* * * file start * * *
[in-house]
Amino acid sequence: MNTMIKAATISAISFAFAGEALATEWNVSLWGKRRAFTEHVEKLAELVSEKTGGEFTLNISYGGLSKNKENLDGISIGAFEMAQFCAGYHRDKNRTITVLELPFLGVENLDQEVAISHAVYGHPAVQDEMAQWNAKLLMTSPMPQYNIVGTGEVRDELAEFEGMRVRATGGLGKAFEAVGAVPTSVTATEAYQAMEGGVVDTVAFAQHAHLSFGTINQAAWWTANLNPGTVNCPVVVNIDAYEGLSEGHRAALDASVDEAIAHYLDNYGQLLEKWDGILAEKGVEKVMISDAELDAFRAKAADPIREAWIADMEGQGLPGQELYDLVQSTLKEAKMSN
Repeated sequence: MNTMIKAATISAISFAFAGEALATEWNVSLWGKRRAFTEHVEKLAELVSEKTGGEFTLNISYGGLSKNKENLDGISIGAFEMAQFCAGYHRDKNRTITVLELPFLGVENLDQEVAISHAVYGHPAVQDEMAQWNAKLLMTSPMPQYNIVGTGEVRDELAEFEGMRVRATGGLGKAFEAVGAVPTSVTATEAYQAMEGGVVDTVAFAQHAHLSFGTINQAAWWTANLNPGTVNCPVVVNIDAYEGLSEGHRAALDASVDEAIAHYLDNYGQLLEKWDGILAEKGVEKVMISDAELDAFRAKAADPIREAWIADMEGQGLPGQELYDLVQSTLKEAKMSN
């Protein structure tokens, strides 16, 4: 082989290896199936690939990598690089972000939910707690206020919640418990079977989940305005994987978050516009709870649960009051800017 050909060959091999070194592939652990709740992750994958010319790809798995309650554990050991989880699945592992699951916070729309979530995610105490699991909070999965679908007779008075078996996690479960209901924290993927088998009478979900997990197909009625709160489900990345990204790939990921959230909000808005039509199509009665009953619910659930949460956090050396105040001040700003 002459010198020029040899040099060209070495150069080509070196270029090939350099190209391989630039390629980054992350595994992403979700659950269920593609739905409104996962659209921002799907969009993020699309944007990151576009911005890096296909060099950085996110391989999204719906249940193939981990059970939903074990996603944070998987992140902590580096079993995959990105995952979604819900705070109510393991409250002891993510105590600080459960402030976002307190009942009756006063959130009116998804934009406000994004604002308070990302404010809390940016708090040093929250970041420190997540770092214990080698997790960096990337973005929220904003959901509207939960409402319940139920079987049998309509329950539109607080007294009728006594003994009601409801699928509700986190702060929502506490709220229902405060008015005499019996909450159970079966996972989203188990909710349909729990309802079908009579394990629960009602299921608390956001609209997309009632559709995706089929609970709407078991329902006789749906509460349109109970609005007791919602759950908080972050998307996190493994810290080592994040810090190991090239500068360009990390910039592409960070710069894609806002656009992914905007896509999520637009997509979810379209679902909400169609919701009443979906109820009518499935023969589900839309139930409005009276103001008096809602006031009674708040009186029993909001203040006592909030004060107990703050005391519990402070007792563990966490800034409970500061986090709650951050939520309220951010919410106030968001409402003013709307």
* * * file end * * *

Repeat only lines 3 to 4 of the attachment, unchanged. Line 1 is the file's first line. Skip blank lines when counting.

Repeated sequence: MNTMIKAATISAISFAFAGEALATEWNVSLWGKRRAFTEHVEKLAELVSEKTGGEFTLNISYGGLSKNKENLDGISIGAFEMAQFCAGYHRDKNRTITVLELPFLGVENLDQEVAISHAVYGHPAVQDEMAQWNAKLLMTSPMPQYNIVGTGEVRDELAEFEGMRVRATGGLGKAFEAVGAVPTSVTATEAYQAMEGGVVDTVAFAQHAHLSFGTINQAAWWTANLNPGTVNCPVVVNIDAYEGLSEGHRAALDASVDEAIAHYLDNYGQLLEKWDGILAEKGVEKVMISDAELDAFRAKAADPIREAWIADMEGQGLPGQELYDLVQSTLKEAKMSN
């Protein structure tokens, strides 16, 4: 082989290896199936690939990598690089972000939910707690206020919640418990079977989940305005994987978050516009709870649960009051800017 050909060959091999070194592939652990709740992750994958010319790809798995309650554990050991989880699945592992699951916070729309979530995610105490699991909070999965679908007779008075078996996690479960209901924290993927088998009478979900997990197909009625709160489900990345990204790939990921959230909000808005039509199509009665009953619910659930949460956090050396105040001040700003 002459010198020029040899040099060209070495150069080509070196270029090939350099190209391989630039390629980054992350595994992403979700659950269920593609739905409104996962659209921002799907969009993020699309944007990151576009911005890096296909060099950085996110391989999204719906249940193939981990059970939903074990996603944070998987992140902590580096079993995959990105995952979604819900705070109510393991409250002891993510105590600080459960402030976002307190009942009756006063959130009116998804934009406000994004604002308070990302404010809390940016708090040093929250970041420190997540770092214990080698997790960096990337973005929220904003959901509207939960409402319940139920079987049998309509329950539109607080007294009728006594003994009601409801699928509700986190702060929502506490709220229902405060008015005499019996909450159970079966996972989203188990909710349909729990309802079908009579394990629960009602299921608390956001609209997309009632559709995706089929609970709407078991329902006789749906509460349109109970609005007791919602759950908080972050998307996190493994810290080592994040810090190991090239500068360009990390910039592409960070710069894609806002656009992914905007896509999520637009997509979810379209679902909400169609919701009443979906109820009518499935023969589900839309139930409005009276103001008096809602006031009674708040009186029993909001203040006592909030004060107990703050005391519990402070007792563990966490800034409970500061986090709650951050939520309220951010919410106030968001409402003013709307």